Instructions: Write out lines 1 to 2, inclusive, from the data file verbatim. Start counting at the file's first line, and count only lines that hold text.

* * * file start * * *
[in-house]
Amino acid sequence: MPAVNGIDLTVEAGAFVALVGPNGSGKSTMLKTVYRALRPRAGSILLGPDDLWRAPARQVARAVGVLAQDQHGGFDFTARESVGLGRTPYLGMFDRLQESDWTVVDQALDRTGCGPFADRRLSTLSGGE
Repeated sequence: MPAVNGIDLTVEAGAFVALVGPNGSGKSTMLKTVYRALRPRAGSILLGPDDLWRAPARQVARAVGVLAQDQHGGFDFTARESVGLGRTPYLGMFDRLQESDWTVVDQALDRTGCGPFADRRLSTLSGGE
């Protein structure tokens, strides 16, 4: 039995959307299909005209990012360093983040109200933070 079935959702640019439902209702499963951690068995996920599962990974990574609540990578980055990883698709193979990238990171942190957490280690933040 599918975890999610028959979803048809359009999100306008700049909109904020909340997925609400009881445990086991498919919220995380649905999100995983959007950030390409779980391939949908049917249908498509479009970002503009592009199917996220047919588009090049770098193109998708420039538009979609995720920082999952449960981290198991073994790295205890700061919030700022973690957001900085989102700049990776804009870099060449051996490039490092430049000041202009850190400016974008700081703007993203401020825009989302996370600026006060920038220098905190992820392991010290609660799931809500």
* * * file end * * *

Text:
[in-house]
Amino acid sequence: MPAVNGIDLTVEAGAFVALVGPNGSGKSTMLKTVYRALRPRAGSILLGPDDLWRAPARQVARAVGVLAQDQHGGFDFTARESVGLGRTPYLGMFDRLQESDWTVVDQALDRTGCGPFADRRLSTLSGGE